воскресенье, 17 июля 2016 г.

Everyone on your team is important

Over the course of my career in software development I got used to the idea that the key thing we deal with everyday is complexity. It shows up on different stages of our jobs, but most interesting cases are of course tricky bugs. Sometimes the issues reported by our QAs and especially by end-users get so messy that it takes a full crew of professionals to fix them. I have faced one such example recently and in addition to providing valuable experience and the feeling of satisfaction in the end, it served as an evidence supporting that all the roles we have in our team are of great importance and play best when assembled into a team.

About a year ago we have fixed a couple minor issues in our system. To be sure that we have that piece of functionality working properly despite any future changes we decided to create automated tests for it. Our QA engineers did get to this task, but because life is what happens when you have other plans, that happened only recently. Roughly at the same time another member of our team has found an issue in a distant part of the system, totally unrelated to that first bug, and fixed it using a certain code construct.

Once these two things met in our repository the new tests failed. It so happened that the developer who was digging into the failure wasn't in any way familiar with any of the two changes. The error conditions turned out to be tricky, so some folks joined investigation and it was eventually traced down to that seemingly unrelated last fix to be routed to the appropriate platform developer and fixed there. The importance of this event however took some more time to be recognized.

Another chapter of this story starts several months earlier. One of our customers filed an unpleasant data bug that we never managed to reproduce and understand. It was hanging there unresolved and made partners, so to say, unhappy. It's high severity kept it visible for us, but we still weren't able to do anything about the issue - till the moment when the events described in previous paragraphs took place. When I was doing a daily review of recent and priority items, I stumbled upon this nasty bug first and then spotted the one that caused all the mess outlined above. Something about them looked similar. The way the latter one was fixed suggested a new idea for repro steps for the former. Late at night this fresh approach was attempted and yielded positive result - we not only understood the reason behind the high-priority issue, but also knew that it is now fixed and could report that to everyone concerned - the problem was with the same code construct and the same platform issue that started the first bug.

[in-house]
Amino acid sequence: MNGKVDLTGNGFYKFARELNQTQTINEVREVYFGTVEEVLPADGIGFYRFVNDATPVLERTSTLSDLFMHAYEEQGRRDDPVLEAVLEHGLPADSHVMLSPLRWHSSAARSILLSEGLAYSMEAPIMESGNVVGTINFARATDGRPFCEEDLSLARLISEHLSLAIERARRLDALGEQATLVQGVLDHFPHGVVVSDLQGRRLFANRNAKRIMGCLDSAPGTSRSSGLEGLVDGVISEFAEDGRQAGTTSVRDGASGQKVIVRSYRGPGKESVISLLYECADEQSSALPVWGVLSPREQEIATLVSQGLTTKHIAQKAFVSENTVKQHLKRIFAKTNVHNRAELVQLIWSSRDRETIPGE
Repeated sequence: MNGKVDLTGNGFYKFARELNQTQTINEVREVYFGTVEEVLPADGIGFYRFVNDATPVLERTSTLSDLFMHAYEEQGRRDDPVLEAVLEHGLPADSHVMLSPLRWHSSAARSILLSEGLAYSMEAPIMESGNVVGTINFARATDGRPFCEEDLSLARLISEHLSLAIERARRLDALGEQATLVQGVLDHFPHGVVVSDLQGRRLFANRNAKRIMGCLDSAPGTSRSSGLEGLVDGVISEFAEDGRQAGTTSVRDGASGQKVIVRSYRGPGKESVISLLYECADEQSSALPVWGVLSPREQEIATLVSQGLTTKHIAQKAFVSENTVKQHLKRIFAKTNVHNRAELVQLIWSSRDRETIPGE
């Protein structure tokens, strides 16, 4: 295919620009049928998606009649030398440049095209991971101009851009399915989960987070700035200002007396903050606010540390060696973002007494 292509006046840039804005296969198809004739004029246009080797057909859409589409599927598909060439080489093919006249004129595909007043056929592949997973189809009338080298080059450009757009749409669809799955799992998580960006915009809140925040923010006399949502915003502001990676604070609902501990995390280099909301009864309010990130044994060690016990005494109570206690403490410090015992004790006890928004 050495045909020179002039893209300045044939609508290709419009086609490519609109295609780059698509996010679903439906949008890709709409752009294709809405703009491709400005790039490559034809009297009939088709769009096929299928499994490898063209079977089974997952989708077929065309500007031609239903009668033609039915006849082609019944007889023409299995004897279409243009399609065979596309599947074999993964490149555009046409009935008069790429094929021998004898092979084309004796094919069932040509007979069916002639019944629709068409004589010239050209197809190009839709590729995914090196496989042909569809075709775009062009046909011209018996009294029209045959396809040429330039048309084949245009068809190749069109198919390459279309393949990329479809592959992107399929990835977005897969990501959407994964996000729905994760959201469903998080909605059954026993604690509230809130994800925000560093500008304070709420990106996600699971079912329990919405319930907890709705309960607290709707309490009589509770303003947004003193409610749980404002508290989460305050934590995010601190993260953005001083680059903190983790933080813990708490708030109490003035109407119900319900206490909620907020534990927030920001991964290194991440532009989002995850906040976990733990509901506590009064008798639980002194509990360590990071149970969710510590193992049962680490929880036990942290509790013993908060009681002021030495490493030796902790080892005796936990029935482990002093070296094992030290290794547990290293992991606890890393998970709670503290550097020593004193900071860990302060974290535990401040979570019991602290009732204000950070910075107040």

This basically means that the data problem that we were so worried about took us a couple QA engineers, two developers, a product manager and a team-lead doing their usual jobs to track it down and fully understand - not to mention the significant amount of time spanned by all the activities that led us to this result. This might indicate problems with the product being developed or with the process, but the truth about software development is that such problems that eat enormous resources do happen and, if you are working on a large and sophisticated piece of code, you can only minimize them - not get rid of them completely. Complex issues also require different people to handle them - sometimes just to throw enough pairs of eyes and points of view at the problem. Even worse, there is an element of a slot machine to this requirement, because you can only partially design how and when someone of your team-mates will play his role in such a process - in most cases these revelations and discoveries happen merely because a number of people are doing their work properly.

Software development is sometimes messy work - especially when we speak of business applications. I would like to say that it doesn't have to be like that, but it seems that for most products getting complex enough to give birth to problems of this kind is just a matter of time. As a result we do need all of our people in their positions - QA engineers, developers, analysts and so one. This incident that we faced highlights the fact that even when I have no clue at all about the job that some people are doing at our office, it is still very valuable. The beauty of a development company and its processes is that one day any one of us - or rather an unexpected combination of our efforts - may save the company from something nasty or bring it to a new solid achievement. This simple idea is also a great motivator, because when I get tired with the routine and think that the work I am doing is useless, I can remember how almost the whole our team won the battle with that bug and see that one day me doing my job may save some thousands bucks for the company and countless hours of work to my colleagues.